Facts distorted for political gains: Vijay Goel

New Delhi, Aug 4 : Under attack for his speech on inflow of migrants into Delhi, BJP leader Vijay Goel today said that his statement was taken out of context for “petty political gains” and categorically said that he did not oppose the migration of people from Uttar Pradesh and Bihar into the national capital. ”My comments were taken out of context for petty political gains. I as well as BJP have always supported the cause of migrants from other states in Delhi. Certain vested interests are unhappy with the growing popularity of BJP in Delhi and hence, they are trying to create an unnecessary controversy by distorting facts,” the Rajya Sabha MP told mediapersons here today.

Goel said that his speech is available on Rajya Sabha’s official website and anyone can check the facts for themselves. ”I only said that if facilities are improved in states like Uttar Pradesh and Bihar, then people from these states will not feel the need to come to Delhi,” he said. Goel further said that when he read out his speech in the Parliament, other MPs did not raise any objection and some, rather thanked him for raising the issues of Poorvanchalis.

“I said students from UP and Bihar are compelled to come to Delhi in search of good colleges. I also mentioned in my speech that we should ensure that top colleges of Delhi University like SRCC, Hindu college and St Stephens should operate on franchise model like Delhi Public School and open branches of these colleges in various parts of the country so that needy and poor students do not have to come all the way to Delhi,” he said.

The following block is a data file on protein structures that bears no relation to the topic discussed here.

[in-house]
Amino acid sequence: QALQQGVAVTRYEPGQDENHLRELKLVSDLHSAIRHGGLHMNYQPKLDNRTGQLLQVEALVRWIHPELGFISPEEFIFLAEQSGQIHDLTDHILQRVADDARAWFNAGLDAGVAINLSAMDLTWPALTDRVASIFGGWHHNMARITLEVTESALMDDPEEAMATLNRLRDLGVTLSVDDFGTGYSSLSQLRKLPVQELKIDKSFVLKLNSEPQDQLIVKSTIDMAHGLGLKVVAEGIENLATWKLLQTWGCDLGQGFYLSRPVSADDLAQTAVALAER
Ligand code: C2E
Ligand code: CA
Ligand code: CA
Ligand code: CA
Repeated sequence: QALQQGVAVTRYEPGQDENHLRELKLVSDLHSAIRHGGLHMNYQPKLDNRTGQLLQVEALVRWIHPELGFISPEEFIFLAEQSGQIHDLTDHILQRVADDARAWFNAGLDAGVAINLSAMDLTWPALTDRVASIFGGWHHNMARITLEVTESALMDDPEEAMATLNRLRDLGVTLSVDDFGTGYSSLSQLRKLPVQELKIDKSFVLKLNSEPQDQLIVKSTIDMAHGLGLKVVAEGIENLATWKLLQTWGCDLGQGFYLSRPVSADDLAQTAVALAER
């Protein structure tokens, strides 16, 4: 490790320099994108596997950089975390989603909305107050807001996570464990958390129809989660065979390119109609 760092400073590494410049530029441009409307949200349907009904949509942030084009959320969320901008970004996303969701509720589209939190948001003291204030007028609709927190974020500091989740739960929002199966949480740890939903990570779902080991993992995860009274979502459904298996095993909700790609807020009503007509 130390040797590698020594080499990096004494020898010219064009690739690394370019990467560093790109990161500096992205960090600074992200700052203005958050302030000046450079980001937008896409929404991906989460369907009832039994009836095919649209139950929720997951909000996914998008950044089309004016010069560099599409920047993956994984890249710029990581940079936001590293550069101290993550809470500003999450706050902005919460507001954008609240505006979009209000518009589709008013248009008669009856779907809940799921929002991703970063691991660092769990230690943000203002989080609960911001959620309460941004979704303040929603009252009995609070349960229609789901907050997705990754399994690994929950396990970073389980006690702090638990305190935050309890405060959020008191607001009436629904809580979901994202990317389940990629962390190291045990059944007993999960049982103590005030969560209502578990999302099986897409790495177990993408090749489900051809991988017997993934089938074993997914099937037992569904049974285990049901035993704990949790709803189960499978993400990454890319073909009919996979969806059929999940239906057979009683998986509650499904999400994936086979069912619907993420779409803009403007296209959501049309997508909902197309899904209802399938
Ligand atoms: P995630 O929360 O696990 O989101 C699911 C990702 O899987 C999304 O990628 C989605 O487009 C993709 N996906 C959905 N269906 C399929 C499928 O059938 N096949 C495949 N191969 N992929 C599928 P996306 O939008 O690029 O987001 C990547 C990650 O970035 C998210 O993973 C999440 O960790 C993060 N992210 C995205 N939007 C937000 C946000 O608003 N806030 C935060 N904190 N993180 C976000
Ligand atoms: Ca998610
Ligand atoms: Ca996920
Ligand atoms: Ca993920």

Senior BJP leaders like west Delhi MP Pravesh Verma, Dr Udit Raj from the north-west Delhi constituency and Mahesh Giri from East Delhi also appeared before the media and backed Goel over the issue saying that Goel’s speech was misreported and distorted for political gains. Participating in discussion on Delhi Budget in Rajya Sabha on July 31, Goel had talked about various challenges facing Delhi and the issues and hurdles the migrants from other states settling in slums here face.